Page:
Sabor bills itself as a “modern Mexican restaurant with a seafood influence,” which is an apt description for this new restaurant located in an old strip shopping center on Montrose that formerly housed a hole in the wall Tex-Mex place. The decor is contemporary minimalist with a few southwestern colors on the walls. There’s an absence of pinatas or serapes. The restaurant is owned by a former Vallone group employee.
The place was pretty busy on a recent Saturday evening, although not packed. The service was very good. In fact, too good when it came to the arrival of food. If you want to linger, don’t place your order. Both our appetizers and entrées came in less than five minutes of placing the order.
We tried two of the signature drinks — the blood orange mojito (rapidly becoming their signature drink, according to the waiter) and the regular mojito. Both were o’kay but nothing special. Good mojitos are labor intensive drinks and most places don’t spend the time to muddle an adequate amount of mint in the glass. (If you are ever at Bank during kumquat season, try the kumquat mojito; depending on the bartender, Mi Luna also turns out a pretty good mojito.)
The food selections are quite limited, particularly for a Mexican restaurant where you typically see many choices. There seems to be a trend (e.g., Dolce Vita) with serving appetizers that are designed to be shared. Sabor offers a variety of starters that the menu actually tells you are for sharing. The seafood cocktail had great fresh shrimp and crab, but the overly sweet tomato sauce didn’t really appeal to us. We should have tried the ceviche. Our entrees were o’kay — pulled pork in a sauce that needed a little more oomph and chicken enchiladas suiza. We will say that the restaurant seems to do well with salsa type sauces — both the salsa served with the chips and the green suiza sauce were very good. The refried black beans and rice were well executed.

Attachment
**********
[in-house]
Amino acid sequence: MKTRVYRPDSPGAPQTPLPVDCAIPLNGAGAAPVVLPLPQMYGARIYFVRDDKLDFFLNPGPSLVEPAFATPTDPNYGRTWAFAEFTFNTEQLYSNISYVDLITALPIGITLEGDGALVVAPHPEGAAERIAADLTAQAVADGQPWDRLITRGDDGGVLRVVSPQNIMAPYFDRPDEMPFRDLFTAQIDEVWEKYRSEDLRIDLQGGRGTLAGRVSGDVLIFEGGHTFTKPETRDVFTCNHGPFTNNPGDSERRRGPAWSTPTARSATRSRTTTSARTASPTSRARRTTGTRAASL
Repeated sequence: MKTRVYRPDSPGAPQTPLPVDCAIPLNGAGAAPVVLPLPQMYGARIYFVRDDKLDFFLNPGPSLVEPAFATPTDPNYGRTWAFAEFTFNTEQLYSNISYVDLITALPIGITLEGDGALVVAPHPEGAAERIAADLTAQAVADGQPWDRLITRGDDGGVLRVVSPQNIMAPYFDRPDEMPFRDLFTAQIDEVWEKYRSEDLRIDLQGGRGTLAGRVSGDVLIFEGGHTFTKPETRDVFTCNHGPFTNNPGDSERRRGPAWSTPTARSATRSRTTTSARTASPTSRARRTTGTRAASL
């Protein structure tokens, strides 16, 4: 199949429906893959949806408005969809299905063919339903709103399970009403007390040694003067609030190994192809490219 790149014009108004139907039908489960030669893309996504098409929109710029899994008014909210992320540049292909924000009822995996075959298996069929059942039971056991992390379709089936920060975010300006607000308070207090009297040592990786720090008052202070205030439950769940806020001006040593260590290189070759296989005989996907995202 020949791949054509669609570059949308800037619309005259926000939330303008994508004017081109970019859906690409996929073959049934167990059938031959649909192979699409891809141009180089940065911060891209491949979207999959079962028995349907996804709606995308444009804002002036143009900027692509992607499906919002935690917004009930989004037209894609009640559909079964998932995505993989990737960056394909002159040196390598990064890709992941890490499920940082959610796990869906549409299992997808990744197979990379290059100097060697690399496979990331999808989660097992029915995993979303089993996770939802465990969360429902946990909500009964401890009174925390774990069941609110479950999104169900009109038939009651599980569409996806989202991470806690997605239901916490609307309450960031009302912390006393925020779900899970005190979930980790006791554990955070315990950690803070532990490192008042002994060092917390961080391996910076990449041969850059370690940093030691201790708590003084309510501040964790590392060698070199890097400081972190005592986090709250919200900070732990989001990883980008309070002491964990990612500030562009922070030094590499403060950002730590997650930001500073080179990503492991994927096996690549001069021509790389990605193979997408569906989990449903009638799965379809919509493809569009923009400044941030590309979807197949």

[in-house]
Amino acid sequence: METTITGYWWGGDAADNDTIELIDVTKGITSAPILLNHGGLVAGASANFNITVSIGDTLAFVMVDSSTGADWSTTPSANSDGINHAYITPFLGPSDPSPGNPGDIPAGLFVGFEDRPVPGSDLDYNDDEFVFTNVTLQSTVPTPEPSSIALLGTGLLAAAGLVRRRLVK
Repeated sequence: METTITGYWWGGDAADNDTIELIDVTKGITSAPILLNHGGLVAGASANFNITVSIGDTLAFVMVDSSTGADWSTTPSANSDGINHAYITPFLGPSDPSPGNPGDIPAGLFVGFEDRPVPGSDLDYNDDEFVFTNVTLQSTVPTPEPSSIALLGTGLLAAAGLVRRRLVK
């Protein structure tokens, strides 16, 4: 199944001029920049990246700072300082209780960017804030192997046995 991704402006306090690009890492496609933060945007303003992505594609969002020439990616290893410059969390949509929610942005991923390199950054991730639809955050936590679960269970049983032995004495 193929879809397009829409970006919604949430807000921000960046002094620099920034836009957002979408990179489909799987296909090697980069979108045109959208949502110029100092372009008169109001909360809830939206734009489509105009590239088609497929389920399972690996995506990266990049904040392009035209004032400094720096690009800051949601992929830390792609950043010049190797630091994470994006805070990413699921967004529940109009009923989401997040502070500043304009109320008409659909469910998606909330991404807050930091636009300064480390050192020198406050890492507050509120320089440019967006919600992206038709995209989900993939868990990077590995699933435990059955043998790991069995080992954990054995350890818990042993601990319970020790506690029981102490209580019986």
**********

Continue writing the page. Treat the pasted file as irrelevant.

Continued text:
We had somewhat heightened expectations because of the Vallone connection, but we wouldn’t categorize this restaurant as a disappointment as it doesn’t try to be overly ambitious. We’re just not sure it will succeed.
1308 Montrose Boulevard
This longtime West Gray seafood destination continues to be a crowd pleaser, particularly judging by the packed place on a recent Saturday night. We recommend reservations unless you want to sit at the bar, which isn’t a bad choice, particularly for a drink and a snack.
Six of us dined on this occasion. Our initial unhappiness with a table in the corner of the room typically used for private dining (if you care, specify a seating location when you make your reservation) was quickly overcome by our very perky waiter (a little bit much at first but entertaining after a few glasses of wine) and some great food. We shared a number of appetizers — calamari (good, but skimpy serving size may cause us to remove the recommended status we previously gave it in our calamari review), fried oysters with pico de gallo, fried green tomatoes (topped with a miniscule shrimp and too little remoulade), and Mexican shrimp cocktail (okay, but not Goode Company’s campechana). Overall, the entrées were better than the appetizers. Three of us greatly enjoyed the soft shell crab (a house specialty) served a couple different ways — sautéed (with a topping of crab, shrimp and lobster) and fried in cornmeal (also topped with crab and shrimp). Two persons enjoyed a couple of the many snapper options, and the one of us who strayed from the seafood theme cleaned the plate of his veal piccata.
For seafood, this place (together with Goode Company) would get our vote for some of the best in town. We’ll be back.
1962 West Gray